|One of many Metro bus banners encouraging Los Angels to share the road|
In Los Angeles, cars clearly dominate the roads. However, in spirit of expanding and promoting cooperation with all users of the streets, Los Angeles Metro created the “Every Lane is a Bike Lane” (ELBL) campaign. Aimed primarily at automobile users, the push behind ELBL is to bring increased awareness to cycling “without showing cycling as reckless or dangerous.”Drivers and bicyclists alike are encouraged to share the road and exercise patience, especially in situations when cyclists need to use “a full lane to safely navigate certain traffic situations.” The “safe situations” that Metro wants public education highlighting includes common cycling situations such as:
- Keeping clear of cars turning right (“Right Hooks”)
- Doors opening on parallel parked cars (“Dooring”)
- Making a left-hand turn
- Riding on a narrow road
The 3-month long public awareness movement ran from March to mid-May, cascading just prior to Bike to Work Day. But before the sunset of the program, the city saw and heard plenty of promotional material from ELBL. The campaign was focused “on bus backs, billboards, drive-time radio and all across Los Angeles County.” As a takeaway item at community driven bicycle events, such as Ciclavia, bumper stickers were created and distributed to promote sharing the road.
Metro’s “Every Lane is Bike Lane” campaign quickly evolved into a media blitz, extending beyond Los Angeles cycling blogs and those closely working with the transportation community. On March 18th, top-rated NBC Los Angeles ran a story featuring the ELBL campaign in a two-minute segment that included interviews from bicycle commuters and Metro staff. The newscasts timeliness showcased the program at the beginning of the campaign and put a strong message into every Los Angeles home.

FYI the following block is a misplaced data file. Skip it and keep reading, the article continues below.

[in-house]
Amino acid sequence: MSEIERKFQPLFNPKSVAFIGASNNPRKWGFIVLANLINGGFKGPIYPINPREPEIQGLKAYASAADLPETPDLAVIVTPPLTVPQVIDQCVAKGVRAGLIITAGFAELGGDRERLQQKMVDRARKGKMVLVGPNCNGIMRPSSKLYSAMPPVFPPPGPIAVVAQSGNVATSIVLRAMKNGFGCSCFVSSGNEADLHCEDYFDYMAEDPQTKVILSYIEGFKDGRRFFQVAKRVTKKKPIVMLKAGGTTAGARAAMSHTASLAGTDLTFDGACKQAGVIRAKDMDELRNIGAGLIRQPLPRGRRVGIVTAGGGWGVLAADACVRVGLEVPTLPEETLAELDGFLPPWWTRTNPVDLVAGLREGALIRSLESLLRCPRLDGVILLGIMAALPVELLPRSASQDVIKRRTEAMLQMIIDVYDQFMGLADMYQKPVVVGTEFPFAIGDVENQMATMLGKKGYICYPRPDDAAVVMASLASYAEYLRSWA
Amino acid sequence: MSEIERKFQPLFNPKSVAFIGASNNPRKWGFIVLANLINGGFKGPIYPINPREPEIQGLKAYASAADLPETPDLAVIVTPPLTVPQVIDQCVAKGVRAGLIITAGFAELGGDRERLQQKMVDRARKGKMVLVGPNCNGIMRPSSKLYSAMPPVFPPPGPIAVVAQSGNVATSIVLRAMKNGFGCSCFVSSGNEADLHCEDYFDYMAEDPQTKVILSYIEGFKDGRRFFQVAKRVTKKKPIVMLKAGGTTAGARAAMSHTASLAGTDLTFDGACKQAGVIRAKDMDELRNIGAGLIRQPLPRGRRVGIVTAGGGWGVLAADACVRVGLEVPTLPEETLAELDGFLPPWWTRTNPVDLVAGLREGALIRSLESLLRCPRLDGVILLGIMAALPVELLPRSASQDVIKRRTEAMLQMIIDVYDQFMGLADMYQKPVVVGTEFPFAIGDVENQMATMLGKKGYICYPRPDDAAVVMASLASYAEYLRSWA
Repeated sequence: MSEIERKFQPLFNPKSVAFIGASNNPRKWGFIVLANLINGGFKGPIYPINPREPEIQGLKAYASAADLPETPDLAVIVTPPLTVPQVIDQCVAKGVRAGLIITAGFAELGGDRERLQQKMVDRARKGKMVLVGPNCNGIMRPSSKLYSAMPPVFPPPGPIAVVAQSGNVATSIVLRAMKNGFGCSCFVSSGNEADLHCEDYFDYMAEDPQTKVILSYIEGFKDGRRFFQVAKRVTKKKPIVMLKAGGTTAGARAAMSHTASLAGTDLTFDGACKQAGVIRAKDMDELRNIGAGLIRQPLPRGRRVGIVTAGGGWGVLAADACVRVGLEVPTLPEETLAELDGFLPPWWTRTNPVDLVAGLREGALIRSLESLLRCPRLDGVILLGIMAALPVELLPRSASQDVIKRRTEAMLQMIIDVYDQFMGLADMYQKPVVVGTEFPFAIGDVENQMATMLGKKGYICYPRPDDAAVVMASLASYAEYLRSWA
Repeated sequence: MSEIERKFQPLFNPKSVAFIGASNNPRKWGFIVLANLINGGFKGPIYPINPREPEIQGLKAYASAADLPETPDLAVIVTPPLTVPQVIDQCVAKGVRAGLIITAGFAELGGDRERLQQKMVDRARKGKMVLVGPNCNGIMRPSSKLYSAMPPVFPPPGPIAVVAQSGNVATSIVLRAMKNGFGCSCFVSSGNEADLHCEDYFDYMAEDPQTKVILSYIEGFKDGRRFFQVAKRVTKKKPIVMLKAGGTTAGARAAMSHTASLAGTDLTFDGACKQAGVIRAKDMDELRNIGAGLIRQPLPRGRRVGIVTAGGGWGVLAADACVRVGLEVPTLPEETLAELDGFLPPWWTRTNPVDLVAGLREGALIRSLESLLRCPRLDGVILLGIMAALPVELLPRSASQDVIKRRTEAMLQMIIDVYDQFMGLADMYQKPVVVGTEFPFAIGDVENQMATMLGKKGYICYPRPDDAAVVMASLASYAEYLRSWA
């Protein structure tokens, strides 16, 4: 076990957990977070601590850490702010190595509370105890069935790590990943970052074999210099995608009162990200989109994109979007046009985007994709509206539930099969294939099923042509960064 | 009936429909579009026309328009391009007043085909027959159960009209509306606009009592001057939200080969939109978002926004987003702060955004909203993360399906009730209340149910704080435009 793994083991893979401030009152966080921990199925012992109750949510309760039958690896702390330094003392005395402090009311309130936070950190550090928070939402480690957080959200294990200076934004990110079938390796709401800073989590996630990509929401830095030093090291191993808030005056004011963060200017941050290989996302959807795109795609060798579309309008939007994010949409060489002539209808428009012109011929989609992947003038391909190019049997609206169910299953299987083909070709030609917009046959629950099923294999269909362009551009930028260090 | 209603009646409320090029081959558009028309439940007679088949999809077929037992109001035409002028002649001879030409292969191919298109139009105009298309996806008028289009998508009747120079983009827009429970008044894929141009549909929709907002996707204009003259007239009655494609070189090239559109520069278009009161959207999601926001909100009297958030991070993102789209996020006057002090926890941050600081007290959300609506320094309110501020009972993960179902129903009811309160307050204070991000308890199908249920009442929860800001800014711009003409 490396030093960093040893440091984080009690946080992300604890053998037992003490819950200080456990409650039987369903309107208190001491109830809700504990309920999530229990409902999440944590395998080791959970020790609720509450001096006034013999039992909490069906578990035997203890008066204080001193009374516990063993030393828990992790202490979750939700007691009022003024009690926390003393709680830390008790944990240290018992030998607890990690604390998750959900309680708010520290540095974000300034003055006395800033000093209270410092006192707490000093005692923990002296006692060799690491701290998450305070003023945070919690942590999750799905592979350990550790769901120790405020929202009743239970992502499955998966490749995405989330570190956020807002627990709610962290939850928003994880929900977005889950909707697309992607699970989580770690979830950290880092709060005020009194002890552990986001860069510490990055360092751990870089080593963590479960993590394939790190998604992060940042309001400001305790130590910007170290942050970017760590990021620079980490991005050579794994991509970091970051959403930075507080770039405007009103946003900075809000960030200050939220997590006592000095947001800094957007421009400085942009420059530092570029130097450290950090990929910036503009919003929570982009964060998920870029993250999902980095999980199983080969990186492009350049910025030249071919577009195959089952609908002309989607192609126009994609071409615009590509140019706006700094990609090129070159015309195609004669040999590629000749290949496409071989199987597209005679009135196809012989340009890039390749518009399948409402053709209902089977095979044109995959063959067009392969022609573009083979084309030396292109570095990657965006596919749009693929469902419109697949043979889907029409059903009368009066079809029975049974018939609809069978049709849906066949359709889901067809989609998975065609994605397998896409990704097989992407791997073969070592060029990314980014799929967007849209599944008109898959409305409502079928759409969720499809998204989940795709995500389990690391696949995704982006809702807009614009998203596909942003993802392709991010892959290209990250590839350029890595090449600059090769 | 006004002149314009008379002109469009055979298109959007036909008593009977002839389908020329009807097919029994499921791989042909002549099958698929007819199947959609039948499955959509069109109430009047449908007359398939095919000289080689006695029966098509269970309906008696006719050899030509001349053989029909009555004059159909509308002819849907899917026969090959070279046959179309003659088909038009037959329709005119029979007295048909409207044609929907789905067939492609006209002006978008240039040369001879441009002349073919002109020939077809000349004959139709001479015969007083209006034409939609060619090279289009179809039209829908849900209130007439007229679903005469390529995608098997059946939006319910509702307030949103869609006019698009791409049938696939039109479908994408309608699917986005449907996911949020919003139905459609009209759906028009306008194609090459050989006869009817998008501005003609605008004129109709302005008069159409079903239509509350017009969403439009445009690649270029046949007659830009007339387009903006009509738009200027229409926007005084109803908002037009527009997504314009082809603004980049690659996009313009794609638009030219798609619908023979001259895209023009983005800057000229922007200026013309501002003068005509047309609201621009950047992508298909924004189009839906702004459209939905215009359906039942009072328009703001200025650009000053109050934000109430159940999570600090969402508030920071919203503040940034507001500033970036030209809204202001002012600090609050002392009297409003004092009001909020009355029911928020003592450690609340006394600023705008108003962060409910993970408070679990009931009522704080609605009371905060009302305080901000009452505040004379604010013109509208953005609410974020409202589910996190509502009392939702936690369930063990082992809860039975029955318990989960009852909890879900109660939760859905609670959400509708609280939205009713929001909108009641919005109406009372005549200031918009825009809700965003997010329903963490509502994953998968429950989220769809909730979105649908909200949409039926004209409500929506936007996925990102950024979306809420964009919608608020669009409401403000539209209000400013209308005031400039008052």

While Metro ran a successful ELBL campaign, not all were pleased with Metro’s message. Culver City Chamber of Commerce President Steve Rose called for greater responsibility on the part of Los Angeles cyclists in an opinion editorial to the Culver City Patch. Rose denounced Metro’s “Every Lane is a Bike Lane” campaign and said the campaign sends the wrong message to bicyclists by encourages dangerous bicycling habits, and that bicycles should not have a right to be on Los Angeles streets. The bicycling community responded to Rose vowing to not shop in Culver City until bicycling was welcomed by the business community.
Although Metro wrapped up the campaign in mid-May, this leaves important questions about the future of bicycling in Los Angeles. The program highlights the perception of the “war on cycling” and lack of education on both sides about the legal standing of bicyclists on the road. Adding to the complexity of the campaign’s message, many Los Angeles streets are designed for fast moving vehicles traffic, clashing with the concept of slow moving bicycles in the travel lane. Given the autocentric design of Los Angeles, is every lane truly a bike lane?